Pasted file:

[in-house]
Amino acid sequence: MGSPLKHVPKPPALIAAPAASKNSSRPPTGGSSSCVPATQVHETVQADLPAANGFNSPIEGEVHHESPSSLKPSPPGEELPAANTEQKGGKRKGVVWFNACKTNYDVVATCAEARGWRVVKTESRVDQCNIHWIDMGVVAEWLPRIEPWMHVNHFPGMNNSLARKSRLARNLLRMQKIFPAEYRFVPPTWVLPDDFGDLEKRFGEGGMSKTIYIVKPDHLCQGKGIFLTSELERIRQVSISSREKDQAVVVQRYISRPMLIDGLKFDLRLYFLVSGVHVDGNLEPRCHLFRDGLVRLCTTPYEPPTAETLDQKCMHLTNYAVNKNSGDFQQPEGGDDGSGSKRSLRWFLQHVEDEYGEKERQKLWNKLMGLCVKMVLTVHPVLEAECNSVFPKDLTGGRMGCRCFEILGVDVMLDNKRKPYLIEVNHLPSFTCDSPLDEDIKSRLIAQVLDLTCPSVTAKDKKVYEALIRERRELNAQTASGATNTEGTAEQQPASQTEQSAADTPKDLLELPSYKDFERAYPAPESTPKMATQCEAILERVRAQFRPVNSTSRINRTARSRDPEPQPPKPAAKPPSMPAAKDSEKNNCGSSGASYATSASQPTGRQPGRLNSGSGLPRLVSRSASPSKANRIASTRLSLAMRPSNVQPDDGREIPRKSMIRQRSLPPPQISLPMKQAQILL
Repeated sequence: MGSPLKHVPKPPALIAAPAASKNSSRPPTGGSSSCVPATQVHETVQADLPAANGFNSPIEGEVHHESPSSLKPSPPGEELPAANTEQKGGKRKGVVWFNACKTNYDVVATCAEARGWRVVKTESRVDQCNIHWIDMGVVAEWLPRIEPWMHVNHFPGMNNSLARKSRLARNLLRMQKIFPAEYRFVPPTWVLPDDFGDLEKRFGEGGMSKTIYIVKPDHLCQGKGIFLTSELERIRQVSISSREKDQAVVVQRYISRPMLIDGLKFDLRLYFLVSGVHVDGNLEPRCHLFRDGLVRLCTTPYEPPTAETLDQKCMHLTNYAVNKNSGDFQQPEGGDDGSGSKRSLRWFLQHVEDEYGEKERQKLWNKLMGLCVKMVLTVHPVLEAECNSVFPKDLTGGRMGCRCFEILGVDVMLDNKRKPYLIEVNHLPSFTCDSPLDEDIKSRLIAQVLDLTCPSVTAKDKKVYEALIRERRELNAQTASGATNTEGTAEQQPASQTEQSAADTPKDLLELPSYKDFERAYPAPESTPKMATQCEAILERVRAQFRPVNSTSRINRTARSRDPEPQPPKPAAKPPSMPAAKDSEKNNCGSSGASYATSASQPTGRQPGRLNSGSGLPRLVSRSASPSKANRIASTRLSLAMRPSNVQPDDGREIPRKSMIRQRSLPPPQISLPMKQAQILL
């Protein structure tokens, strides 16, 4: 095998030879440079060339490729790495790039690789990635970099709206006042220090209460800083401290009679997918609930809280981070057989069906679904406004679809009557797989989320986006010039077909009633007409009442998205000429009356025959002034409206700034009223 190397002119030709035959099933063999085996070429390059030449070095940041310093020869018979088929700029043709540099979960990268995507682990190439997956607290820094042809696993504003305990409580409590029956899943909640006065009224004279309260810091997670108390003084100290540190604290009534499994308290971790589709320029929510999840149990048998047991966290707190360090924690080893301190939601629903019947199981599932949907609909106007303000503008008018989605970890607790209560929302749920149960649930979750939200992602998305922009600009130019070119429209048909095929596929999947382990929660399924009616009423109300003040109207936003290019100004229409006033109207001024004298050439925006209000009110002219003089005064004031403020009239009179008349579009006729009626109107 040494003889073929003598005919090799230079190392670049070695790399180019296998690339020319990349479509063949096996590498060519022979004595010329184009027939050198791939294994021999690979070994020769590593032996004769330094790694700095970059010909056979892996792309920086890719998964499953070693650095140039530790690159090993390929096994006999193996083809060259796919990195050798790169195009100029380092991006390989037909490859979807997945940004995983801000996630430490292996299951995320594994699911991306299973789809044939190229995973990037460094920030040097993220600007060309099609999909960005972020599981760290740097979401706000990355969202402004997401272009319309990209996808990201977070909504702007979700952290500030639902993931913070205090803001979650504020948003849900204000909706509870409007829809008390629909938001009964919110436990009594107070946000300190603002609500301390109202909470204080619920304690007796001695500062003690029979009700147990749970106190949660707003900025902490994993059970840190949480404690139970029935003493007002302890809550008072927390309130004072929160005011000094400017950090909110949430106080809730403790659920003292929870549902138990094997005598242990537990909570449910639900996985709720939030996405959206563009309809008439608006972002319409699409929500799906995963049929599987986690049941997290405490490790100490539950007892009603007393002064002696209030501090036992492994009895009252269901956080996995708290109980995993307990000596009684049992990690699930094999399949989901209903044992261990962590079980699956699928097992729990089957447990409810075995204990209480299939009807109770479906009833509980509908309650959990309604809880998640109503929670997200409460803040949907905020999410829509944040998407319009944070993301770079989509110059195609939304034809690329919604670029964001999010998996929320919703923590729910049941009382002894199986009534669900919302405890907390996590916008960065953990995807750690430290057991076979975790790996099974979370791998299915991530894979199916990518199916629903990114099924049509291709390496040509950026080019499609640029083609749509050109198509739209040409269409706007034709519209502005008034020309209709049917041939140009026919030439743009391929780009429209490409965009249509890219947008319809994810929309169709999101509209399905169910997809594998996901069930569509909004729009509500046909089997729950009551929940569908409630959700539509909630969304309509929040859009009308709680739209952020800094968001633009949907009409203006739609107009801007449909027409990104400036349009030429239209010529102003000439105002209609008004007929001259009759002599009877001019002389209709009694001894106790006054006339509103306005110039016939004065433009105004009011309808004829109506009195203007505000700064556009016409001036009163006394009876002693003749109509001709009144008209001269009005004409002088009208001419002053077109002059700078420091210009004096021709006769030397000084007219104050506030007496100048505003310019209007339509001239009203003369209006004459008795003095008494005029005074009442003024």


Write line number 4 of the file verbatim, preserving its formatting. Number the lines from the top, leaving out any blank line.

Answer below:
């Protein structure tokens, strides 16, 4: 095998030879440079060339490729790495790039690789990635970099709206006042220090209460800083401290009679997918609930809280981070057989069906679904406004679809009557797989989320986006010039077909009633007409009442998205000429009356025959002034409206700034009223 190397002119030709035959099933063999085996070429390059030449070095940041310093020869018979088929700029043709540099979960990268995507682990190439997956607290820094042809696993504003305990409580409590029956899943909640006065009224004279309260810091997670108390003084100290540190604290009534499994308290971790589709320029929510999840149990048998047991966290707190360090924690080893301190939601629903019947199981599932949907609909106007303000503008008018989605970890607790209560929302749920149960649930979750939200992602998305922009600009130019070119429209048909095929596929999947382990929660399924009616009423109300003040109207936003290019100004229409006033109207001024004298050439925006209000009110002219003089005064004031403020009239009179008349579009006729009626109107 040494003889073929003598005919090799230079190392670049070695790399180019296998690339020319990349479509063949096996590498060519022979004595010329184009027939050198791939294994021999690979070994020769590593032996004769330094790694700095970059010909056979892996792309920086890719998964499953070693650095140039530790690159090993390929096994006999193996083809060259796919990195050798790169195009100029380092991006390989037909490859979807997945940004995983801000996630430490292996299951995320594994699911991306299973789809044939190229995973990037460094920030040097993220600007060309099609999909960005972020599981760290740097979401706000990355969202402004997401272009319309990209996808990201977070909504702007979700952290500030639902993931913070205090803001979650504020948003849900204000909706509870409007829809008390629909938001009964919110436990009594107070946000300190603002609500301390109202909470204080619920304690007796001695500062003690029979009700147990749970106190949660707003900025902490994993059970840190949480404690139970029935003493007002302890809550008072927390309130004072929160005011000094400017950090909110949430106080809730403790659920003292929870549902138990094997005598242990537990909570449910639900996985709720939030996405959206563009309809008439608006972002319409699409929500799906995963049929599987986690049941997290405490490790100490539950007892009603007393002064002696209030501090036992492994009895009252269901956080996995708290109980995993307990000596009684049992990690699930094999399949989901209903044992261990962590079980699956699928097992729990089957447990409810075995204990209480299939009807109770479906009833509980509908309650959990309604809880998640109503929670997200409460803040949907905020999410829509944040998407319009944070993301770079989509110059195609939304034809690329919604670029964001999010998996929320919703923590729910049941009382002894199986009534669900919302405890907390996590916008960065953990995807750690430290057991076979975790790996099974979370791998299915991530894979199916990518199916629903990114099924049509291709390496040509950026080019499609640029083609749509050109198509739209040409269409706007034709519209502005008034020309209709049917041939140009026919030439743009391929780009429209490409965009249509890219947008319809994810929309169709999101509209399905169910997809594998996901069930569509909004729009509500046909089997729950009551929940569908409630959700539509909630969304309509929040859009009308709680739209952020800094968001633009949907009409203006739609107009801007449909027409990104400036349009030429239209010529102003000439105002209609008004007929001259009759002599009877001019002389209709009694001894106790006054006339509103306005110039016939004065433009105004009011309808004829109506009195203007505000700064556009016409001036009163006394009876002693003749109509001709009144008209001269009005004409002088009208001419002053077109002059700078420091210009004096021709006769030397000084007219104050506030007496100048505003310019209007339509001239009203003369209006004459008795003095008494005029005074009442003024």